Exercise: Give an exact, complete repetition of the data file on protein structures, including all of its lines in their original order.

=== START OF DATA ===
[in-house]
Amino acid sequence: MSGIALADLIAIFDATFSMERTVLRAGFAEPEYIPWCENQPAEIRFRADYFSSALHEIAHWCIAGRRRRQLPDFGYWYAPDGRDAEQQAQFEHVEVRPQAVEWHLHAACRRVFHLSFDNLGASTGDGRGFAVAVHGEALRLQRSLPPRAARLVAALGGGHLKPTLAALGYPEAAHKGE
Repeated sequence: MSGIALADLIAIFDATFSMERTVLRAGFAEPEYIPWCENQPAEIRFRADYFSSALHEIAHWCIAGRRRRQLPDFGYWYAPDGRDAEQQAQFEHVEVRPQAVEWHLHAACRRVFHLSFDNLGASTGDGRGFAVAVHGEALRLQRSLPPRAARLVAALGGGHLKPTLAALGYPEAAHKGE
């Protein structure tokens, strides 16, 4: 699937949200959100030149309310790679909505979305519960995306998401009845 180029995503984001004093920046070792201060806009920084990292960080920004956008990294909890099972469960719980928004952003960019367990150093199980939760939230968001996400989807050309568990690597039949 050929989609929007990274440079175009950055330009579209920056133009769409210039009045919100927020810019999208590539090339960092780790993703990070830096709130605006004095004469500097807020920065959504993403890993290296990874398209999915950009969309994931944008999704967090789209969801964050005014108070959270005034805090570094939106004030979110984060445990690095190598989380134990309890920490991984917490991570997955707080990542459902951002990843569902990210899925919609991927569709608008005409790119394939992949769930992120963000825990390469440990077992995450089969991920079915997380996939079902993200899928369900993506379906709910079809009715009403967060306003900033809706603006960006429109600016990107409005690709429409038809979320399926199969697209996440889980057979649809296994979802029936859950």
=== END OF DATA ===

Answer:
[in-house]
Amino acid sequence: MSGIALADLIAIFDATFSMERTVLRAGFAEPEYIPWCENQPAEIRFRADYFSSALHEIAHWCIAGRRRRQLPDFGYWYAPDGRDAEQQAQFEHVEVRPQAVEWHLHAACRRVFHLSFDNLGASTGDGRGFAVAVHGEALRLQRSLPPRAARLVAALGGGHLKPTLAALGYPEAAHKGE
Repeated sequence: MSGIALADLIAIFDATFSMERTVLRAGFAEPEYIPWCENQPAEIRFRADYFSSALHEIAHWCIAGRRRRQLPDFGYWYAPDGRDAEQQAQFEHVEVRPQAVEWHLHAACRRVFHLSFDNLGASTGDGRGFAVAVHGEALRLQRSLPPRAARLVAALGGGHLKPTLAALGYPEAAHKGE
């Protein structure tokens, strides 16, 4: 699937949200959100030149309310790679909505979305519960995306998401009845 180029995503984001004093920046070792201060806009920084990292960080920004956008990294909890099972469960719980928004952003960019367990150093199980939760939230968001996400989807050309568990690597039949 050929989609929007990274440079175009950055330009579209920056133009769409210039009045919100927020810019999208590539090339960092780790993703990070830096709130605006004095004469500097807020920065959504993403890993290296990874398209999915950009969309994931944008999704967090789209969801964050005014108070959270005034805090570094939106004030979110984060445990690095190598989380134990309890920490991984917490991570997955707080990542459902951002990843569902990210899925919609991927569709608008005409790119394939992949769930992120963000825990390469440990077992995450089969991920079915997380996939079902993200899928369900993506379906709910079809009715009403967060306003900033809706603006960006429109600016990107409005690709429409038809979320399926199969697209996440889980057979649809296994979802029936859950």